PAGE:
• Fear
  • Excitement
  • Worry
  • Anticipation
  • Terror
  • Thrill
  • Anxiety
  • Experimentation
  • Risk
  • Possibility

Additionally, I watched in amazement as one group proceeded to clean and make sure the convening space was just right. They went and got table clothes, bulletin board materials, and everything else needed to make our commons area perfect for the event. I was so impressed because I really hadn’t thought anything about that.

When asked why I was so calm, I told them I had total faith in them and the only piece I had to worry about was whether Dr. McCormick would show up on time, call in sick, or forget. I was not expecting any of those, but you never know. As I expected, Dr. McCormick showed up about 10 minutes prior to the start time for lunch. My part was done!

file2As for lunch…It was perfect! I am so proud of our FLA members. They planned the perfect lunch menu in buffet style. They had set up and decorated three tables for eating and visiting. The appetizer group went with Dr. McCormick first through the buffet line for appetizers and then had her sit with them and they explained the story they were telling with the appetizers. They then ate the appetizers and visited. Then it was the main course team’s turn to go through the buffet line with her for fajitas, tell their food story, and visit while eating at their table. Then, last but certainly not least, since they were serving Gigi’s Cupcakes and ice cream, the dessert team used the same format as the other teams. Again, and I know I am biased and sort of like the proud papa here, it was PERFECT!file3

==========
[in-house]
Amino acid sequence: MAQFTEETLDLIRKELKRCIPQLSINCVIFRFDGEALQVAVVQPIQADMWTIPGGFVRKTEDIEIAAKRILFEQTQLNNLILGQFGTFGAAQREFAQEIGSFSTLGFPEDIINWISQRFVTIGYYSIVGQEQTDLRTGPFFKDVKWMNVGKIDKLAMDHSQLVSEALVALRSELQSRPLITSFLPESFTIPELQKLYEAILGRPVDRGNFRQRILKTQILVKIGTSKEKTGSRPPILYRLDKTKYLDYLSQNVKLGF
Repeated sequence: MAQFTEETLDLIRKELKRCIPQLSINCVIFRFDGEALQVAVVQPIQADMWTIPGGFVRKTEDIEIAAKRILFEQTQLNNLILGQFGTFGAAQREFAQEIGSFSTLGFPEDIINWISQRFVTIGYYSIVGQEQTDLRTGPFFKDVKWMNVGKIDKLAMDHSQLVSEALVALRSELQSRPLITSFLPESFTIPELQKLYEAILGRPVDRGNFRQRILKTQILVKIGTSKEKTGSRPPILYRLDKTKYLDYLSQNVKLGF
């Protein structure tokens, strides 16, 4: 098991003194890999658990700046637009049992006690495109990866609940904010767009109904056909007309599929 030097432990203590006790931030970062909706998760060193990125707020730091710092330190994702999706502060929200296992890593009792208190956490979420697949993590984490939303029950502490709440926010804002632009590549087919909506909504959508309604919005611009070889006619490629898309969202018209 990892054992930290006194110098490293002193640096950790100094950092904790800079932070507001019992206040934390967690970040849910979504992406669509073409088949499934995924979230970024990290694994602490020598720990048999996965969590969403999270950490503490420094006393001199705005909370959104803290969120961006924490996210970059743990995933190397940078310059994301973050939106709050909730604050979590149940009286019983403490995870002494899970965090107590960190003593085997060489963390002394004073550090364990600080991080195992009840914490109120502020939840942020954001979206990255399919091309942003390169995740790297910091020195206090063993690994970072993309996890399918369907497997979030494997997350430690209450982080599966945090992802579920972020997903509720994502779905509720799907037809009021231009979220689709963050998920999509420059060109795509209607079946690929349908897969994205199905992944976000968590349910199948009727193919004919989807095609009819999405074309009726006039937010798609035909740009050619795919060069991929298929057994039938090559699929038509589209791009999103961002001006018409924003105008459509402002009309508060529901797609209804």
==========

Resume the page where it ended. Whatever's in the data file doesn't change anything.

For more details, a picture really is worth a thousand words. I am going to let the graphic recordings that Mike Fleisch did during the three courses of the meal fill in the details of the discussion. Here they are:

file-1file1-1file2-1After the meal and great discussion we gave Dr. McCormick the opportunity to say a few words or reflect. She spoke of how great it was to learn about our school and our development program for teacher leaders. She spoke of how education goes both ways – in other words, is all about learning from each other. Dr. McCormick also invited our FLA members to get involved on her advisory committees. Finally, she left the group with three very important and inspiring points:

  1. Be nice!
  2. Work hard!
  3. Be amazing!

Here is Mike Fleisch’s graphic recording of her comments:

file3-1As you can see, this was quite the event. In my next blog post entitled Leadership Story Reflections, I will capture the group’s thoughts and emotions after the meal.

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3 Responses

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  1. Feeding Leadership | Byron's Babbles said, on February 28, 2017 at 10:45 am

    […] Telling Your Leadership Story […]

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  2. […] the second in the series, Leadership Breakfast Story. Yesterday, I posted the third in the series, Telling Your Leadership Story. If you read those posts you will realize what and incredible journey this past weekend was. To […]

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  3. […] Telling Your Leadership Story […]